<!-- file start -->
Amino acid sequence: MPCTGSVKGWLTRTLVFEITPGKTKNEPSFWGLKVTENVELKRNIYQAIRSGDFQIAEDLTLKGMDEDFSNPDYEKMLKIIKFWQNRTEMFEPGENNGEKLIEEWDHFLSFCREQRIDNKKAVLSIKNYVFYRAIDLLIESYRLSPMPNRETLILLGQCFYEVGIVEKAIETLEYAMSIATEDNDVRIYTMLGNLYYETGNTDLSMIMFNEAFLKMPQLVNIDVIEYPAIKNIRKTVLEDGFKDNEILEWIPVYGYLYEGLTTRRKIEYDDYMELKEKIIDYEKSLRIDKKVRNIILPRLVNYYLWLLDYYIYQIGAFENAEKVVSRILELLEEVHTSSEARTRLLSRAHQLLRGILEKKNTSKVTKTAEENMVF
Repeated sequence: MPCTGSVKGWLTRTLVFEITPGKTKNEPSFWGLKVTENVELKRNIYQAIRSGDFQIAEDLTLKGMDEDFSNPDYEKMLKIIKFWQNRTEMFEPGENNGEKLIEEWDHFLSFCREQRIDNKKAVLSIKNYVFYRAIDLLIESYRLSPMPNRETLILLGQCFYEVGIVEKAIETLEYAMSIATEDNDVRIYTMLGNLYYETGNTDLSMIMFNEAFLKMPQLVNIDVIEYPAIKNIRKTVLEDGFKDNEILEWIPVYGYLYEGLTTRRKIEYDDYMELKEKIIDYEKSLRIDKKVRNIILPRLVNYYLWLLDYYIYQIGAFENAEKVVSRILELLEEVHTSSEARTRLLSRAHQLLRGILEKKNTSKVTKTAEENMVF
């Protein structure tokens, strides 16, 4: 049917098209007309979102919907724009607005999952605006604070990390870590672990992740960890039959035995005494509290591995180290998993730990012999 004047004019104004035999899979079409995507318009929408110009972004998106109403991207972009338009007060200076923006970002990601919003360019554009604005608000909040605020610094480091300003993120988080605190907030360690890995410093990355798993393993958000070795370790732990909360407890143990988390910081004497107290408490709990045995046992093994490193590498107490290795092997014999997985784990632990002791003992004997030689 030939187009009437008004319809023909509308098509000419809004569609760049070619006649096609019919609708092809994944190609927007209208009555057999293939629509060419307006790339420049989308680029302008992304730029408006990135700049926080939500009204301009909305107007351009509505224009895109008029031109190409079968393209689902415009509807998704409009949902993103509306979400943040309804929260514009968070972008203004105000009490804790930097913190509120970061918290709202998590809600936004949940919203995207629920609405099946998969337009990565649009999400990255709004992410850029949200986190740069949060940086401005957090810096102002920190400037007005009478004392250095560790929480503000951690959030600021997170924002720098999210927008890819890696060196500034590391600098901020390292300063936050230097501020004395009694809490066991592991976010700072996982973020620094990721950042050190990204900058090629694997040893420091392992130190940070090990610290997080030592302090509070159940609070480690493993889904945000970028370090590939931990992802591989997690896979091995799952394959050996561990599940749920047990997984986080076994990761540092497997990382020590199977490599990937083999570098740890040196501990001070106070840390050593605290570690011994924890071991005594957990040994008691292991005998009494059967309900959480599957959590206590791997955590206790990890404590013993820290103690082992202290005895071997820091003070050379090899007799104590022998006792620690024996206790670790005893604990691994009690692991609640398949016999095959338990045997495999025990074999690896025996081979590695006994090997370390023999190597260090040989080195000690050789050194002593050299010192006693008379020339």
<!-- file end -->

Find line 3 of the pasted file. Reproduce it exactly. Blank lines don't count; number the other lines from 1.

């Protein structure tokens, strides 16, 4: 049917098209007309979102919907724009607005999952605006604070990390870590672990992740960890039959035995005494509290591995180290998993730990012999 004047004019104004035999899979079409995507318009929408110009972004998106109403991207972009338009007060200076923006970002990601919003360019554009604005608000909040605020610094480091300003993120988080605190907030360690890995410093990355798993393993958000070795370790732990909360407890143990988390910081004497107290408490709990045995046992093994490193590498107490290795092997014999997985784990632990002791003992004997030689 030939187009009437008004319809023909509308098509000419809004569609760049070619006649096609019919609708092809994944190609927007209208009555057999293939629509060419307006790339420049989308680029302008992304730029408006990135700049926080939500009204301009909305107007351009509505224009895109008029031109190409079968393209689902415009509807998704409009949902993103509306979400943040309804929260514009968070972008203004105000009490804790930097913190509120970061918290709202998590809600936004949940919203995207629920609405099946998969337009990565649009999400990255709004992410850029949200986190740069949060940086401005957090810096102002920190400037007005009478004392250095560790929480503000951690959030600021997170924002720098999210927008890819890696060196500034590391600098901020390292300063936050230097501020004395009694809490066991592991976010700072996982973020620094990721950042050190990204900058090629694997040893420091392992130190940070090990610290997080030592302090509070159940609070480690493993889904945000970028370090590939931990992802591989997690896979091995799952394959050996561990599940749920047990997984986080076994990761540092497997990382020590199977490599990937083999570098740890040196501990001070106070840390050593605290570690011994924890071991005594957990040994008691292991005998009494059967309900959480599957959590206590791997955590206790990890404590013993820290103690082992202290005895071997820091003070050379090899007799104590022998006792620690024996206790670790005893604990691994009690692991609640398949016999095959338990045997495999025990074999690896025996081979590695006994090997370390023999190597260090040989080195000690050789050194002593050299010192006693008379020339």